The mobsters/clones head out to 50 (count ’em, 50) awaiting airplanes, each with a map and a bottle of green poison for their chosen state. Steve, despite Bernie’s terrifically annoying efforts, with help from commandos – they’ve appeared out of nowhere, guys – stop all of them. The Red Skull escapes with the Sisters, a henchman, and bottles of poison via a nearby helicopter, but Captain jumps on and fights them all over the mountains. As they crash and tumble, they fall out onto the mountainside. The Red Skull throws a bottle of the poison at Captain America, and he ages instantly. Now he truly is Marvel’s OAP: creaking bones rather than cracking them. Feeling satisfied, Red Skull asks Cap to kill him now as he has finally finished off his foe. Cap obviously refuses, but Red Skull accidentally puts his hand down onto a soft piece of rock, falls through and dies.
All the while our hero is aging. As he turns white, only one thing can save him – America. When we say America, we mean good and true ‘Murica. With one of his dying breaths, he stares up at an American flag and screams out:
“The poison may be stronger than any man but the spirit within me, the spirit of America, is stronger than any poison!”
I kid you not, America’s history is Steve Rogers’ flashback. We hear excerpts from the great speeches of George Washington, Abraham Lincoln and Neil Armstrong in their own voices, and then eventually an American flag waves over the screen as the national anthem plays. Cap is revived! And then Bernie’s lines of “I love you!” interrupt this moment as the army finds Steve. We eventually cut to Bernie and Steve talking about dinner in their Brooklyn apartment, with Steve finally proposing to Bernie. This moving moment is interrupted as Eva and the Sisters of Sin fly towards him, preparing for another battle, with Steve Rogers standing proud in his Captain America outfit. Cut to black.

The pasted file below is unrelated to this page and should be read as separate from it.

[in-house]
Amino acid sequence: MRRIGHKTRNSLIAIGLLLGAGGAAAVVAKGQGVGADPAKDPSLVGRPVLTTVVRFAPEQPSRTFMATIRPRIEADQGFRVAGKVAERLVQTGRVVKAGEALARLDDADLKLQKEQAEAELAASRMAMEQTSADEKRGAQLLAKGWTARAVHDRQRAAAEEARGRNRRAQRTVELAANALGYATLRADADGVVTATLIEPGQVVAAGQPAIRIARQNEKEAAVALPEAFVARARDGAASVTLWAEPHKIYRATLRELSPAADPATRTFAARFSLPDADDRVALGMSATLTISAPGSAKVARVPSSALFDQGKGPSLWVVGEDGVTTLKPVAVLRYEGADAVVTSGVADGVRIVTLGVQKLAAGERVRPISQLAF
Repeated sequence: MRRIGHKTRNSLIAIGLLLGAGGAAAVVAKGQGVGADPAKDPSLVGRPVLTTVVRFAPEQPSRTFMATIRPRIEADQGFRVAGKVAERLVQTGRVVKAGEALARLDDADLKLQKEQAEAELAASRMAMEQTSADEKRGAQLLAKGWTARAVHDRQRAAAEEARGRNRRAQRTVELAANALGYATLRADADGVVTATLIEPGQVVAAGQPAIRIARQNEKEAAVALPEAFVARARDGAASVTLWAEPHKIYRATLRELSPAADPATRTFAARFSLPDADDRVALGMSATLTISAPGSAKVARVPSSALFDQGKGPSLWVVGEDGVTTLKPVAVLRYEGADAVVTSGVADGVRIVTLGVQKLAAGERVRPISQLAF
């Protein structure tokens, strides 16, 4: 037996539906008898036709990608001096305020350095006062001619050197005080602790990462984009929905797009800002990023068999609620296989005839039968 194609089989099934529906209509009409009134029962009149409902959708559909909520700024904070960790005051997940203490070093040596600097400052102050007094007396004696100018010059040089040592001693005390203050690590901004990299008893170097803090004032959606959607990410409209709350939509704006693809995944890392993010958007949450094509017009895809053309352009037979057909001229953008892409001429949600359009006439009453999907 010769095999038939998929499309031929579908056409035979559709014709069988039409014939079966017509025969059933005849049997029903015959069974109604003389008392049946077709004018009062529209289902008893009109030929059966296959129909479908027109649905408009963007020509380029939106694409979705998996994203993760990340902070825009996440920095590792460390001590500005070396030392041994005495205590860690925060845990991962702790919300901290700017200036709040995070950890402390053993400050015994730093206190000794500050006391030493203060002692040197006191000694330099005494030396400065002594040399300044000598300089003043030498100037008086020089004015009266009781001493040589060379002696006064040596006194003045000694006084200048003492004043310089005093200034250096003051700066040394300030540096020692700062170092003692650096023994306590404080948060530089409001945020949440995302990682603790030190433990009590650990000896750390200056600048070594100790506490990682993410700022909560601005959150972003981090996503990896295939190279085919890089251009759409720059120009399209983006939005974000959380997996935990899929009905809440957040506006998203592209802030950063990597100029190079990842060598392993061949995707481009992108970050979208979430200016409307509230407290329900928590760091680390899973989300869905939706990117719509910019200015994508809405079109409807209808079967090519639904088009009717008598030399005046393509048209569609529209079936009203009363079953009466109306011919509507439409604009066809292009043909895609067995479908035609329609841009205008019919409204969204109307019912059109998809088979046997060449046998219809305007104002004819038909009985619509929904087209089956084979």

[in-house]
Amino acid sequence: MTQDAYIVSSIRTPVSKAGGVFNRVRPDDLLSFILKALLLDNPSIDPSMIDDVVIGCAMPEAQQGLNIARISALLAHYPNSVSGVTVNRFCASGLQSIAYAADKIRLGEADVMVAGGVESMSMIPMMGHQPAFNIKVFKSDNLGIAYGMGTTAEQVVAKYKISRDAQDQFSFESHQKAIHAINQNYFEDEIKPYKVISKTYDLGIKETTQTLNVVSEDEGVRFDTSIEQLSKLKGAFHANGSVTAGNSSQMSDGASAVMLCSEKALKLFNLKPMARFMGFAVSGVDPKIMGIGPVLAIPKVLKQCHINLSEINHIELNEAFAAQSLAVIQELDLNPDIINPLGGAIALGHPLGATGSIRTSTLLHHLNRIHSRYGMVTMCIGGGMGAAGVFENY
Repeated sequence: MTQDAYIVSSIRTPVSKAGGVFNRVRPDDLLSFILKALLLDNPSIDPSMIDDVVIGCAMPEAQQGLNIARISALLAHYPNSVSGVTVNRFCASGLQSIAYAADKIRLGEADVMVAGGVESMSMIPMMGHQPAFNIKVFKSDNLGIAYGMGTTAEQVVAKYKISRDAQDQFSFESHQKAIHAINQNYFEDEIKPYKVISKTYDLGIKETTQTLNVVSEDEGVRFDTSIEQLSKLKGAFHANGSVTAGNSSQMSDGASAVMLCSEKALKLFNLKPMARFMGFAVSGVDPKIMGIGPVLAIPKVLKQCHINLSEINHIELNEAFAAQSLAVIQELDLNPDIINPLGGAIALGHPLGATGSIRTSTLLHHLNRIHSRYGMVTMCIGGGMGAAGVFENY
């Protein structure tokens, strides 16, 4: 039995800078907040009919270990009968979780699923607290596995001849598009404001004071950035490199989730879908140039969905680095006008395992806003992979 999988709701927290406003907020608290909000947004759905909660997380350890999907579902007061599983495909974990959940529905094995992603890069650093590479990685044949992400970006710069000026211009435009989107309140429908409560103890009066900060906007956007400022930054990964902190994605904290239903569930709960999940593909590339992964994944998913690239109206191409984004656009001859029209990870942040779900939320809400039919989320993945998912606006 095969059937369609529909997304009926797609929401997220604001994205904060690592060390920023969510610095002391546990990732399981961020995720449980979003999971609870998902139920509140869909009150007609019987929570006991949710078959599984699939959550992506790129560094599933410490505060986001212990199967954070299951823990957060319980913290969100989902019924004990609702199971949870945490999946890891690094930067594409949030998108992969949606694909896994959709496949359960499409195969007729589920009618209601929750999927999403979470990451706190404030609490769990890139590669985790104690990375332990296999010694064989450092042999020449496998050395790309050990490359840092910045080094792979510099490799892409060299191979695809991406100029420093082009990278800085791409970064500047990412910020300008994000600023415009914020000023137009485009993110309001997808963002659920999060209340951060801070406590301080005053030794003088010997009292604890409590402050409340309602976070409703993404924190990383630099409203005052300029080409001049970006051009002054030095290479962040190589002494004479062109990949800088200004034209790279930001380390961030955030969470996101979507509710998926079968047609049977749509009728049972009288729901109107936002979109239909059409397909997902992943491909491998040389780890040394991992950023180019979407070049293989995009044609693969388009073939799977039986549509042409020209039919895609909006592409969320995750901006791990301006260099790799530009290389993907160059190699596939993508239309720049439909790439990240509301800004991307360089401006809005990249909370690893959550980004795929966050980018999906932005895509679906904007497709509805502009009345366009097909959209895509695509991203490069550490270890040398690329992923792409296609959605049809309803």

So to summarise: what the fuck?
Before you wonder any further, Stan Lee immediately rejected the script. He hated it, and threw it right back at Winner and Hey. It’s clear to see why. The story plays out like a less interesting episode of Columbo crossed with an even more boring Clark Kent. Winner and Hey are clearly out of their comfort zone, and there’s a total absence of understanding or appreciation of the character. Their inability to handle this plot is self-evident in the fact that the entire second act is irrelevant. All Captain America does is set up a phone line, and save a girl from a weird rich guy’s sordid mansion. In fairness, the pair is writing from what they know. They know TV, and so they’ve created four episodes of TV smushed together into a two-hour film. It doesn’t work one bit, but if you have a week to write something and you have no idea what you’re doing, I guess it’ll do.